Search This Blog

Saturday, March 5, 2016

ISIS's rat-holes uncovered, a network of secret escape routes to evade coalition airstrikes in Iraq

Network of underground tunnels discovered after Kurdish forces re-captured the town of Sinjar in Iraq. Some of the tunnels have been wired with electricity and are thought to be 30 feet deep and just three feet wide. The secret chambers allowed jihadis to freely move underground and evade devastating coalition airstrikes 

A deep network of underground tunnels have been uncovered in Iraq, revealing how ISIS have been carefully maintaining escape routes for its fighters as they try to avoid coalition airstrikes.

The tunnels were discovered by Kurdish forces when the Peshmerga managed to re-take the Yazidi majority town of Sinjar last December.

Burrowing deep into the ground, some of the chambers are thought to be 30 feet deep, allowing ISIS fighters to hide out and move freely out of the way of airstrikes.

Although 70 tunnels have been uncovered, Kurdish and Iraqi forces remain concerned that more secret layers may have been constructed in other parts of the town.

'There is a tunnel under every alley, street and public building that remains intact,' Wais Faiq, head of Sinjar town council told the International Business Times.

Mr Faiq said that ISIS had 'dug so many to the extent that they completely destroyed the infrastructure of Sinjar.'
The tunnels remain in a precarious state with concerns remaining that parts of the labyrinth of corridors may have been rigged with explosives.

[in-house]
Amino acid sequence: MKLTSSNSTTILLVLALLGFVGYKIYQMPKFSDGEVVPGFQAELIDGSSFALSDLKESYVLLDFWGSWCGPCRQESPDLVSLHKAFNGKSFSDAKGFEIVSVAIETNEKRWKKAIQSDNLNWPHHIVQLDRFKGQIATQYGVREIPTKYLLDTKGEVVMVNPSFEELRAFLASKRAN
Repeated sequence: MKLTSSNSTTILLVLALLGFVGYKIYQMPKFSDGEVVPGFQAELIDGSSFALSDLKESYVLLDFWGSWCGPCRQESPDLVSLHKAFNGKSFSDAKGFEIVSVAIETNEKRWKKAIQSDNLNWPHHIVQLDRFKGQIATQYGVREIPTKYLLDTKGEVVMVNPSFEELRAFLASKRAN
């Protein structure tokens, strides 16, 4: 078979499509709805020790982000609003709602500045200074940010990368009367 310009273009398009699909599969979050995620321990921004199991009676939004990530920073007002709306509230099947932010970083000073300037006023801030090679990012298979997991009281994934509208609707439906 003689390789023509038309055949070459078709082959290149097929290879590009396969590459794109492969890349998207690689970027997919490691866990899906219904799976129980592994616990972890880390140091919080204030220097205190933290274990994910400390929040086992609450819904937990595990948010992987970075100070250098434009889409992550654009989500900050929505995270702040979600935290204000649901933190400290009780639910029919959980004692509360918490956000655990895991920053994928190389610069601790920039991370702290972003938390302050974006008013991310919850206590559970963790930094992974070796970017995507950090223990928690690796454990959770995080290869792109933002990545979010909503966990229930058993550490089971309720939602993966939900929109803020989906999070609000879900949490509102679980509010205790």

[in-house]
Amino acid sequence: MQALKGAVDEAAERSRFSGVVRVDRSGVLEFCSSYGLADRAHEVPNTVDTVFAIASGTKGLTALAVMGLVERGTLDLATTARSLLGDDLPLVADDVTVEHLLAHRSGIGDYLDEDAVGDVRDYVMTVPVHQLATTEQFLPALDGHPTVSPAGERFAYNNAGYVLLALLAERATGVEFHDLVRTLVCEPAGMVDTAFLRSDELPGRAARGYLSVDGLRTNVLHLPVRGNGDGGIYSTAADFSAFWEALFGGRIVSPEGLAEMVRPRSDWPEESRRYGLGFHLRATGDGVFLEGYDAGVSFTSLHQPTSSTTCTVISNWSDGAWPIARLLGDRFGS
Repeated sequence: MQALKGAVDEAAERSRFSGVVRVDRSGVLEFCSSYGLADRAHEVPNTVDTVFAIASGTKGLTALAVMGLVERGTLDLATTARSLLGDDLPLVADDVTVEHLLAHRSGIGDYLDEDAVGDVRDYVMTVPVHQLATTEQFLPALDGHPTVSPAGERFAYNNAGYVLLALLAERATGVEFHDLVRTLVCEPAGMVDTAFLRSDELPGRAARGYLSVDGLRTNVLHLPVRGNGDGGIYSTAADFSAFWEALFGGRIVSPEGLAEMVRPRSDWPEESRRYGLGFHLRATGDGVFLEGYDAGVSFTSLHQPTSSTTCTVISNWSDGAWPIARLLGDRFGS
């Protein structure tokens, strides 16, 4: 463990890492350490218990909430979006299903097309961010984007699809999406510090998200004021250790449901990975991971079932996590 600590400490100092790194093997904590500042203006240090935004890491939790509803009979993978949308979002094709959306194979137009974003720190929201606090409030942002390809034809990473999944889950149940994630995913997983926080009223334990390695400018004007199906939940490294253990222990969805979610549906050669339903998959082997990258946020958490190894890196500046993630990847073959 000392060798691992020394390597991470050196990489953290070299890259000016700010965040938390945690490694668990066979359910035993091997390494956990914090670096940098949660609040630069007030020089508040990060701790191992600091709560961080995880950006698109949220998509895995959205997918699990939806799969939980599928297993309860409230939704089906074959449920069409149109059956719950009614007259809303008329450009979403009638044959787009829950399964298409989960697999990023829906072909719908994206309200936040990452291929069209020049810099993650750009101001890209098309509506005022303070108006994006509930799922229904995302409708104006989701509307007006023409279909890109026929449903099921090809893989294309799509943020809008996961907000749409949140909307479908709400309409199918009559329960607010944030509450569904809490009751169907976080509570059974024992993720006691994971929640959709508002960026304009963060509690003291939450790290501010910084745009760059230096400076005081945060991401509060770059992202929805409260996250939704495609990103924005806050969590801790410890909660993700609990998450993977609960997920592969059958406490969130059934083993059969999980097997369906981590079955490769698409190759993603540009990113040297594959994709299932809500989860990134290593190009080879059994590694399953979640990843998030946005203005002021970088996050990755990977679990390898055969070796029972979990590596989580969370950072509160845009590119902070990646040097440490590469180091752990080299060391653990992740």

The discovery was made more surprising when soldiers investigating the tunnels found that ISIS had even wired the chambers with electricity.

The news comes as the US-led coalition carried out further airstrikes against ISIS forces in both Iraq and Syria.

United States and its allies staged 21 strikes on Tuesday against ISIS, the coalition leading the operations confirmed in a statement.

Fourteen strikes in Iraq concentrated on the jihadi-held cities of Mosul and Fallujah.

The coalition claimed to have hit two tactical units, an improvised explosive device facility and three vehicles used by the militant group, among other targets.

Other strikes were conducted near Ramadi, Sinjar, Al Qaim, Albu Hayat, Bayji and Habbaniya, the statement said.

In Syria, seven strikes near four cities - Al Hawl, Ar Raqqa, Manbij and Mar'a - hit numerous targets, including an ISIS headquarters, five tactical units and two buildings.

ISIS have been trying to regain ground close to the oil rich fields of Baiji and the city of Tikrit, which was re-captured by government forces in March 2015.

Suicide bombers from Morocco, Libya and Iraq were used in a triple raid on government forces as well as paramilitary forces near Samarra.

No comments:

Post a Comment